TCDB is operated by the Saier Lab Bioinformatics Group
TCIDNameDomainKingdom/PhylumProtein(s)
*1.A.25.1.1









Invertebrate innexin, (gap junction protein), INX3
Eukaryota
Metazoa
INX3 of C. elegans
*1.A.25.1.2









Invertebrate innexin, UNC-7
Eukaryota
Metazoa
UNC-7 of C. elegans
*1.A.25.1.3









Invertebrate innexin, Ogre
Eukaryota
Metazoa
Ogre of Drosophila melanogaster
*1.A.25.1.4









Invertebrate innexin, passover protein (shaking B locus)
Eukaryota
Metazoa
Passover protein of Drosophila melanogaster
*1.A.25.1.5









Invertebrate innexin, NSY-5 (INX-19) (Chuang et al., 2007) (establishes left-right neuronal asymmetry) (Oviedo and Levin, 2007)
Eukaryota
Metazoa
NSY-5 (INX-19) of Caenorhabditis elegans (NP_490983)
*1.A.25.1.6









Innexin-14 (Protein Opu-14)

Eukaryota
Metazoa
Inx-14 of Caenorhabditis elegans
*1.A.25.1.7









Innexin-6 protein, Inx-6 or Opu-6, of 389 aas and 4 TMSs. A single INX-6 gap junction channel consists of 16 subunits, a hexadecamer, in contrast to chordate connexin channels, which consist of 12 subunits. The channel pore diameters at the cytoplasmic entrance and extracellular gap region are larger than those of connexin26 (Oshima et al. 2016). Nevertheless, the arrangements of the transmembrane helices and extracellular loops of the INX-6 monomer are highly similar to those of connexin-26 (Cx26). The INX-6 gap junction channel comprises hexadecameric subunits but reveals an N-terminal pore funnel consistent with Cx26. The helix-rich cytoplasmic loop and C-terminus are intercalated through an octameric hemichannel, forming a dome-like entrance that interacts with N-terminal loops in the pore (Oshima et al. 2016).

Eukaryota
Metazoa
Inx-6 of Caenorhabditis elegans
*1.A.25.1.8









Innexin Inx4 (Innexin-4) (Protein zero population growth)

Eukaryota
Metazoa
Zpg of Drosophila melanogaster
*1.A.25.1.9









Eukaryota
Metazoa
Inx6 of Hirudo verbana
*1.A.25.1.10









Eukaryota
Metazoa
Inx2 of Hirudo verbana
*1.A.25.1.11









Duplicated innexin of 801 aas and 8 TMSs.

Eukaryota
Metazoa
Innexin of Ascaris suum
*1.A.25.1.12









Duplicated innexin protein of 813 aas and 8 TMSs.

Eukaryota
Metazoa
Duplicated innexin of Trichinella spiralis (Trichina worm)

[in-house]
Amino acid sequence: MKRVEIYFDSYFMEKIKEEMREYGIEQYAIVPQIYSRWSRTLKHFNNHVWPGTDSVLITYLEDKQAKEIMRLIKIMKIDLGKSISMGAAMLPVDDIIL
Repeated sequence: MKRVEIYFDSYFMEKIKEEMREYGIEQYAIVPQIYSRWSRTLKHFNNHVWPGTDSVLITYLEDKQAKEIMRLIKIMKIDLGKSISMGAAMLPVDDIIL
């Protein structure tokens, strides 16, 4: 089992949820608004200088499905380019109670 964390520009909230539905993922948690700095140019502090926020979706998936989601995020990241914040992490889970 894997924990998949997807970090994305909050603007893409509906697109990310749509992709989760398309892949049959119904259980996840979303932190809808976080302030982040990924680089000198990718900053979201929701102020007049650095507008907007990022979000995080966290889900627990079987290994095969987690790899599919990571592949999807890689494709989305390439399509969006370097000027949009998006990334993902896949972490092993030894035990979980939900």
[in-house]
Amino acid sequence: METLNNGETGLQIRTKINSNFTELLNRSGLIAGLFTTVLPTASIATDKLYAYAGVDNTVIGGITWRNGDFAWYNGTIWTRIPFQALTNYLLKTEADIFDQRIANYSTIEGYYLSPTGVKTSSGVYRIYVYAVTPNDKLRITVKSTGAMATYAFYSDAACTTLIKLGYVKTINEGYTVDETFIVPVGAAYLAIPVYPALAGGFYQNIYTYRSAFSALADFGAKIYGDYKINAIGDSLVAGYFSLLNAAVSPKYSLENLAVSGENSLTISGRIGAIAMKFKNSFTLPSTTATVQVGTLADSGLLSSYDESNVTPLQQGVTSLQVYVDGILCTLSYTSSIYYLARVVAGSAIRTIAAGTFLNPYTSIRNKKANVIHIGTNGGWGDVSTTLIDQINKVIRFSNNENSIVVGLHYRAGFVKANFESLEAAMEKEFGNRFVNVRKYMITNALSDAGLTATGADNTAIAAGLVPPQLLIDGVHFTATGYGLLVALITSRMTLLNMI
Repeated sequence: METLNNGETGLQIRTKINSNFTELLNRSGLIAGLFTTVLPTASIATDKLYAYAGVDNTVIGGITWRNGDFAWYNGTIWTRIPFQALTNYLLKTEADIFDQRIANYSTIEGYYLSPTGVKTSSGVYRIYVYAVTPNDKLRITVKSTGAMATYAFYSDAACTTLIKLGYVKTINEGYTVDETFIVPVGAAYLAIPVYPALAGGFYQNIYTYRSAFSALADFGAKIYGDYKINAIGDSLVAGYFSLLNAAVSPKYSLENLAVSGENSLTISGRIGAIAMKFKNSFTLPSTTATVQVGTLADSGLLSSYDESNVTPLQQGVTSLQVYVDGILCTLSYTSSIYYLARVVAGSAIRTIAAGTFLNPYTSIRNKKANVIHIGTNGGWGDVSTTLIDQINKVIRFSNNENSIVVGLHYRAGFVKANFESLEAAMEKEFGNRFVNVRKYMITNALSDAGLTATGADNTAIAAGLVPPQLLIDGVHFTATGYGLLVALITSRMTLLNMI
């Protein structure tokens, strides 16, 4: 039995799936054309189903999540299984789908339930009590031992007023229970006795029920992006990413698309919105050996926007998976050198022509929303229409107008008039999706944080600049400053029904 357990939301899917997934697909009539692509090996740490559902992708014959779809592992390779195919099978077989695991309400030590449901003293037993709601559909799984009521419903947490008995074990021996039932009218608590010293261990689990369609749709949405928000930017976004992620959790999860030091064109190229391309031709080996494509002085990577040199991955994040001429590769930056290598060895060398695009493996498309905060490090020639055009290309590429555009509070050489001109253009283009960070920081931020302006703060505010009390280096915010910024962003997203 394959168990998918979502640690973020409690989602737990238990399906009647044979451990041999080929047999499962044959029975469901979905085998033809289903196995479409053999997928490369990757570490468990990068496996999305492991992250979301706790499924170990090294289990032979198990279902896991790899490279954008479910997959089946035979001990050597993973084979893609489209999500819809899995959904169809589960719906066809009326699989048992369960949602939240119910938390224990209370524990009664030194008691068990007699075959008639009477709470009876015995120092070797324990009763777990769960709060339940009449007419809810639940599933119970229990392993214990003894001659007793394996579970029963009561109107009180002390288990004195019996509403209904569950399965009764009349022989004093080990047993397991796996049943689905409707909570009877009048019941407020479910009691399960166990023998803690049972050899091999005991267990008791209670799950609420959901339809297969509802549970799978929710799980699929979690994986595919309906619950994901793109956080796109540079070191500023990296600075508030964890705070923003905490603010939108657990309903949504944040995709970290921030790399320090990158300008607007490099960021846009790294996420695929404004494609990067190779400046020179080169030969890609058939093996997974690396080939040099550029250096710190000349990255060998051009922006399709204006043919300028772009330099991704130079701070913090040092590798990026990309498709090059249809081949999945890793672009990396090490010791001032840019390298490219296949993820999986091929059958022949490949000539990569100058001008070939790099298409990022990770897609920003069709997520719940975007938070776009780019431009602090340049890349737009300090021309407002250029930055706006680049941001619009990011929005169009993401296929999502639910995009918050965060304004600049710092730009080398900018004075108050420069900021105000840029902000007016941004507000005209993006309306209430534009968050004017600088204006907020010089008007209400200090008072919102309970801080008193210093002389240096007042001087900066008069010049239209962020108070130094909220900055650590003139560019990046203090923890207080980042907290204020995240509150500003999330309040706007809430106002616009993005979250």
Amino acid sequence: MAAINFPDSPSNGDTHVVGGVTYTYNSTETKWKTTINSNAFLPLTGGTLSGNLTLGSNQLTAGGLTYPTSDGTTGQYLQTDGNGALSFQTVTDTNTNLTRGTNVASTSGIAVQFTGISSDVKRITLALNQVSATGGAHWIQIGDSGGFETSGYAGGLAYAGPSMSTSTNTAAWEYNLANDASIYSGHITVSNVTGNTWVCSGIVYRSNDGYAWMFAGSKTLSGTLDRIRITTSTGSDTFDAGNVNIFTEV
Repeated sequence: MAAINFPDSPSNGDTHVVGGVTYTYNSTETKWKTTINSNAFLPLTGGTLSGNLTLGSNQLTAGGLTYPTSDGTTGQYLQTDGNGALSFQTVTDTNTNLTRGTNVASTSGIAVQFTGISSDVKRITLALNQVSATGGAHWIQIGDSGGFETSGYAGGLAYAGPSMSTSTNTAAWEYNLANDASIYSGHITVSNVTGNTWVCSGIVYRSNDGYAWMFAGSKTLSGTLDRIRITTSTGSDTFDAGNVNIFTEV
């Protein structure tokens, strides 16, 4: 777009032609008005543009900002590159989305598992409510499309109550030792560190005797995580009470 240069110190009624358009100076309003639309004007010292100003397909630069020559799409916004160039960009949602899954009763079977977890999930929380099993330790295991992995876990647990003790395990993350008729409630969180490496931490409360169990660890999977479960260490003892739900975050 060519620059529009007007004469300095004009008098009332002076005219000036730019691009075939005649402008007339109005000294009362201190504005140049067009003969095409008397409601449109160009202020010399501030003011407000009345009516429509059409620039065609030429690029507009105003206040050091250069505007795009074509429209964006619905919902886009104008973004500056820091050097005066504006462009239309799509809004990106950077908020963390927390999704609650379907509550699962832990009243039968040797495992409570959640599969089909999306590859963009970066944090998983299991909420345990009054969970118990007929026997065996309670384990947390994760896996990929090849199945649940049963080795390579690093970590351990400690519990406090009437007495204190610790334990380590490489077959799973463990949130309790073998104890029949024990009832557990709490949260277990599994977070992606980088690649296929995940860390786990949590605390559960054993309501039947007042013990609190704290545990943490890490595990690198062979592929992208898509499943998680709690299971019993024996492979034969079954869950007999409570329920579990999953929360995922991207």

*1.A.25.1.13









Innexin2, Inx2 of 359 aas and 4 TMSs. N-terminally elongated domains in innexins may act to plug or manipulate hemichannel closure and provide a mechanism connecting the effect of hemichannel closure directly to apoptotic signaling transduction (Chen et al. 2016).

Eukaryota
Metazoa
Inx2 of Spodoptera litura (Asian cotton leafworm)
*1.A.25.2.1









Pannexin-1 (reported to form functional, single membrane, cell surface channels (Penuela et al., 2007)). Pannexin1 is part of the pore forming unit of the P2X(7) receptor death complex (Locovei et al., 2007). It can catalyze ATP release from cells (Huang and Roper, 2010) and promote ATP signalling in mice (Suadicani et al. 2012). It also promotes acetaminophen liver toxicity by allowing it to enter the cell (Maes et al. 2016).  Pannexin1 and pannexin2 channels show quaternary similarities to connexons but different oligomerization numbers (Ambrosi et al., 2010). Pannexin 1 constitutes the large conductance cation channel of cardiac myocytes (Kienitz et al., 2011). Pannexin 1 (Px1, Panx1) and pannexin 2 (Px2, Panx2) underlie channel function in neurons and contribute to ischemic brain damage (Bargiotas et al., 2011). Single cysteines in the extracellular and transmembrane regions modulate pannexin 1 channel function (Bunse et al., 2011).  Spreading depression triggers migraine headaches by activating neuronal pannexin1 (panx1) channels  (Karatas et al. 2013).  The channel in the mouse orthologue opens upon apoptosis (Spagnol et al. 2014). Transports ATP out of the cell since L-carbenoxolone (a Panx1 channel blocker) inhibits ATP release from the nasal mucosa, but flufenamic acid (a connexin channel blocker) and gadolinium (a stretch-activated channel blocker) do not (Ohbuchi et al. 2014). CALHM1 (TC#1.N.1.1.1) and PANX1 both play roles in ATP release and downstream ciliary beat frequency modulation following a mechanical stimulus in airway epithelial cells (Workman et al. 2017).